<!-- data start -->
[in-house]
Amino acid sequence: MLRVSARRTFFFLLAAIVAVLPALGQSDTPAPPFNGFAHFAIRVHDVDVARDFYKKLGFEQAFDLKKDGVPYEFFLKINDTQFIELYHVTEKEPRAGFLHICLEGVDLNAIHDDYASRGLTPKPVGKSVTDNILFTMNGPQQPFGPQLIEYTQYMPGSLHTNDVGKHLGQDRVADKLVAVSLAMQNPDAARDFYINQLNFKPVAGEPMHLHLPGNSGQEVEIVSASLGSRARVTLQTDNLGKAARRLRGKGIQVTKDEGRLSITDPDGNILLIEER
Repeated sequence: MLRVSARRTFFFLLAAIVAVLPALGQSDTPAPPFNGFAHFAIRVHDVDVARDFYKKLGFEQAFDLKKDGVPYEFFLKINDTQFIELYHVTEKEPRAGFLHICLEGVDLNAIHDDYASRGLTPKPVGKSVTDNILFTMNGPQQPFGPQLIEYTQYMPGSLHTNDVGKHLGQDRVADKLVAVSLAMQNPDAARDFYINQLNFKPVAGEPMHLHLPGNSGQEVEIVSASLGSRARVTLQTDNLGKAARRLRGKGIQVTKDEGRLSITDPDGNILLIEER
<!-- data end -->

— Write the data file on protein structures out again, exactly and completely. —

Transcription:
[in-house]
Amino acid sequence: MLRVSARRTFFFLLAAIVAVLPALGQSDTPAPPFNGFAHFAIRVHDVDVARDFYKKLGFEQAFDLKKDGVPYEFFLKINDTQFIELYHVTEKEPRAGFLHICLEGVDLNAIHDDYASRGLTPKPVGKSVTDNILFTMNGPQQPFGPQLIEYTQYMPGSLHTNDVGKHLGQDRVADKLVAVSLAMQNPDAARDFYINQLNFKPVAGEPMHLHLPGNSGQEVEIVSASLGSRARVTLQTDNLGKAARRLRGKGIQVTKDEGRLSITDPDGNILLIEER
Repeated sequence: MLRVSARRTFFFLLAAIVAVLPALGQSDTPAPPFNGFAHFAIRVHDVDVARDFYKKLGFEQAFDLKKDGVPYEFFLKINDTQFIELYHVTEKEPRAGFLHICLEGVDLNAIHDDYASRGLTPKPVGKSVTDNILFTMNGPQQPFGPQLIEYTQYMPGSLHTNDVGKHLGQDRVADKLVAVSLAMQNPDAARDFYINQLNFKPVAGEPMHLHLPGNSGQEVEIVSASLGSRARVTLQTDNLGKAARRLRGKGIQVTKDEGRLSITDPDGNILLIEER